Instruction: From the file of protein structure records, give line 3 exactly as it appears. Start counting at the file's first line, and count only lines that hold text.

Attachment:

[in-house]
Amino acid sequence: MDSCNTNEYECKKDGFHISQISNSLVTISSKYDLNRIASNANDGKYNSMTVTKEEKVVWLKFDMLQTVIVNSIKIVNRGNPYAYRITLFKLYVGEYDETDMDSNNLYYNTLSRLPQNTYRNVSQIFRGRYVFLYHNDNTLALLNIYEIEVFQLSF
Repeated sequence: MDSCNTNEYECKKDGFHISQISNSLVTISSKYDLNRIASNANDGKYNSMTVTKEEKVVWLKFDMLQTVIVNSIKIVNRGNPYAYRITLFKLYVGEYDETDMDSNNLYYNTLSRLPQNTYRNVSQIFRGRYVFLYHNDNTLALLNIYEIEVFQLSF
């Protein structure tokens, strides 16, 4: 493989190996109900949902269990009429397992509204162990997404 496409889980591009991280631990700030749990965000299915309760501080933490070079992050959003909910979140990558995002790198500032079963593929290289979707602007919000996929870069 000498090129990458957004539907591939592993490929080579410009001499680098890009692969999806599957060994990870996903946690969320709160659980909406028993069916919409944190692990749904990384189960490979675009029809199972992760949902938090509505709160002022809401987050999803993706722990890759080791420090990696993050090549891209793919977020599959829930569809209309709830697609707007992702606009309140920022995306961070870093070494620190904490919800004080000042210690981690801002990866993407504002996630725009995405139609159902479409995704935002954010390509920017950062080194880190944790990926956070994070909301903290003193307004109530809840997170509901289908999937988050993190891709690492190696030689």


Repeated sequence: MDSCNTNEYECKKDGFHISQISNSLVTISSKYDLNRIASNANDGKYNSMTVTKEEKVVWLKFDMLQTVIVNSIKIVNRGNPYAYRITLFKLYVGEYDETDMDSNNLYYNTLSRLPQNTYRNVSQIFRGRYVFLYHNDNTLALLNIYEIEVFQLSF